sa dharma-vin murdhny adadhat sumangalam
yad deva-devo girisas candra-maulir
dadhara murdhna paraya ca bhaktya
tat-pada-saucam—the water that washed the lotus feet of the Lord; jana-kalmasa-apaham—which washes away all the sinful reactions of the people in general; sah—he (Bali Maharaja); dharma-vit—completely aware of religious principles; murdhni—on the head; adadhat—carried; su-mangalam—all-auspicious; yat—which; deva-devah—the best of the demigods; girisah—Lord Siva; candra-maulih—who carries on his forehead the emblem of the moon; dadhara—carried; murdhna—on the head; paraya—supreme; ca—also; bhaktya—with devotion.
Lord Siva, the best of demigods, who carries on his forehead the emblem of the moon, receives on his head with great devotion the Ganges water emanating from the toe of Visnu. Being aware of religious principles, Bali Maharaja knew this. Consequently, following in the footsteps of Lord Siva, he also placed on his head the water that had washed the Lordís lotus feet.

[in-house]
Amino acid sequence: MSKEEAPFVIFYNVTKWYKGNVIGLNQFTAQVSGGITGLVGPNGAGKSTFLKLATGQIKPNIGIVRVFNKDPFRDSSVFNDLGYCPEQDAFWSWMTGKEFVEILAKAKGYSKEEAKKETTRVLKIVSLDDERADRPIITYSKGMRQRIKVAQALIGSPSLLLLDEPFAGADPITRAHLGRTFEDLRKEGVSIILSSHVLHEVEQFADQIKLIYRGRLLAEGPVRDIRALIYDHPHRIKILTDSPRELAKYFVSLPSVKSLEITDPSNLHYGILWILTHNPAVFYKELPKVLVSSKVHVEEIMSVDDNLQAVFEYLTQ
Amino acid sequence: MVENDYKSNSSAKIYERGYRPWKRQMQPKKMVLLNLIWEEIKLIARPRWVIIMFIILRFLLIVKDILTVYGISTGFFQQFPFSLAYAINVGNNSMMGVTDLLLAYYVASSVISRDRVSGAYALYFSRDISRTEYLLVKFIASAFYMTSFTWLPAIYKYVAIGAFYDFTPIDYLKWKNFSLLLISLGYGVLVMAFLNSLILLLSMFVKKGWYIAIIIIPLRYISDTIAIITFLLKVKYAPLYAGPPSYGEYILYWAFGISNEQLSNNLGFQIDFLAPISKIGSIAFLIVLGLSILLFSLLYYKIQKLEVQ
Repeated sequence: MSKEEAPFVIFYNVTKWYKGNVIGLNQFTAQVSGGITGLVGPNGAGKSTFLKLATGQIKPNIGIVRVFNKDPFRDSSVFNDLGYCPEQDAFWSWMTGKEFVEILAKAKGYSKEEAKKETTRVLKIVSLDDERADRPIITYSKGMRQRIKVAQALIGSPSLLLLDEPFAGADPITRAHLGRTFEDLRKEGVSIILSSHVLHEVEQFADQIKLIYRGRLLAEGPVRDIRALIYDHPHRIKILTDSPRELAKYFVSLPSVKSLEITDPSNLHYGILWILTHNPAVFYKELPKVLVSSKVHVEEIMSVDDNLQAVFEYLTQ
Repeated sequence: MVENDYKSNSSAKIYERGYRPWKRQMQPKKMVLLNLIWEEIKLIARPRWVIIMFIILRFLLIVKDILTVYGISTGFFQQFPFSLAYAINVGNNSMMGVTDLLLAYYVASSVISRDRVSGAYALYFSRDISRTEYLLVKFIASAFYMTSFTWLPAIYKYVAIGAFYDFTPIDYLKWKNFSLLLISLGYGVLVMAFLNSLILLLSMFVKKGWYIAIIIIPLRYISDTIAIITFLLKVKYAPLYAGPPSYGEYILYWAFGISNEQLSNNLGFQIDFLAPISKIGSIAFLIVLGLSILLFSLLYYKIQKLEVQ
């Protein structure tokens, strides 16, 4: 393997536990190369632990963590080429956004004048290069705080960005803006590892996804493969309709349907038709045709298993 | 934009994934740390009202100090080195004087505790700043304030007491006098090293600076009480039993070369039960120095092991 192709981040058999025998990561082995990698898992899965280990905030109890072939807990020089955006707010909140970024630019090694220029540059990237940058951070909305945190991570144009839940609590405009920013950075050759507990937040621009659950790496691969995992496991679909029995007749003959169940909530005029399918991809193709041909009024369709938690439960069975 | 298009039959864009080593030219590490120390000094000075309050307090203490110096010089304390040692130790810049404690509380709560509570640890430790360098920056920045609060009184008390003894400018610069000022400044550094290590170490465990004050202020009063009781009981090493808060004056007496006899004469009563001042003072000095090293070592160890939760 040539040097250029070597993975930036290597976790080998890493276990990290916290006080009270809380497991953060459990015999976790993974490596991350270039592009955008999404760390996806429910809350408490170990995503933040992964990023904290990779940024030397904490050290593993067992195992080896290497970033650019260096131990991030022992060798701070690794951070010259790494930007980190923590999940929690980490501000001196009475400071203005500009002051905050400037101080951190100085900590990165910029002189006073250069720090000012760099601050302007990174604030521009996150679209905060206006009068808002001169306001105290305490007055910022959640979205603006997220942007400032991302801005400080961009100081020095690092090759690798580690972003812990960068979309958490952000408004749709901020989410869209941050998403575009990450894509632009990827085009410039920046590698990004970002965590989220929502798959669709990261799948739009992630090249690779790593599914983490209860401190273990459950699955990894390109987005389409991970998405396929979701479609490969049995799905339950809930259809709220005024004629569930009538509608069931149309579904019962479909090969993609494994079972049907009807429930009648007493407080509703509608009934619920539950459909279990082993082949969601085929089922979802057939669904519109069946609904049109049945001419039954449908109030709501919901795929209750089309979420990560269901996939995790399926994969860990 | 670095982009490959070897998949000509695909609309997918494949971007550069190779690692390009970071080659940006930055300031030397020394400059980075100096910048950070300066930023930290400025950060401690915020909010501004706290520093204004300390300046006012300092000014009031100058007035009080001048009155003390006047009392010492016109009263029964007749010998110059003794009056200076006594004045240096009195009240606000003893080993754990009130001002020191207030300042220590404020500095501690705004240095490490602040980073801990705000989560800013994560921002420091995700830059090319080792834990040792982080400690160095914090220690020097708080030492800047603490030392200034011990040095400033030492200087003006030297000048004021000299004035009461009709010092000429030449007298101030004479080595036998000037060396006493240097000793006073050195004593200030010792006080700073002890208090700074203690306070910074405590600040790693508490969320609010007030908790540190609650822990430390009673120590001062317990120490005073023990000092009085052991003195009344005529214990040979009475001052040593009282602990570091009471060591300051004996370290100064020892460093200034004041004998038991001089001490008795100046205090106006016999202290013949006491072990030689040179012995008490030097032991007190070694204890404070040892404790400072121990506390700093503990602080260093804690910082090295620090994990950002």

Lord Siva is known as Ganga-dhara, or one who carries the water of the Ganges on his head. On Lord Sivaís forehead is the emblem of the half-moon, yet to give supreme respect to the Supreme Personality of Godhead, Lord Siva placed the water of the Ganges above this emblem. This example should be followed by everyone, or at least by every devotee, because Lord Siva is one of the mahajanas. Similarly, Maharaja Bali also later became a mahajana. One mahajana follows another mahajana, and by following the parampara system of mahajana activities one can become advanced in spiritual consciousness. The water of the Ganges is sanctified because it emanates from the toe of Lord Visnu. Bali Maharaja washed the lotus feet of Vamanadeva, and the water with which he did so became equal to the Ganges. Bali Maharaja, who perfectly knew all religious principles, therefore took that water on his head, following in the footsteps of Lord Siva.
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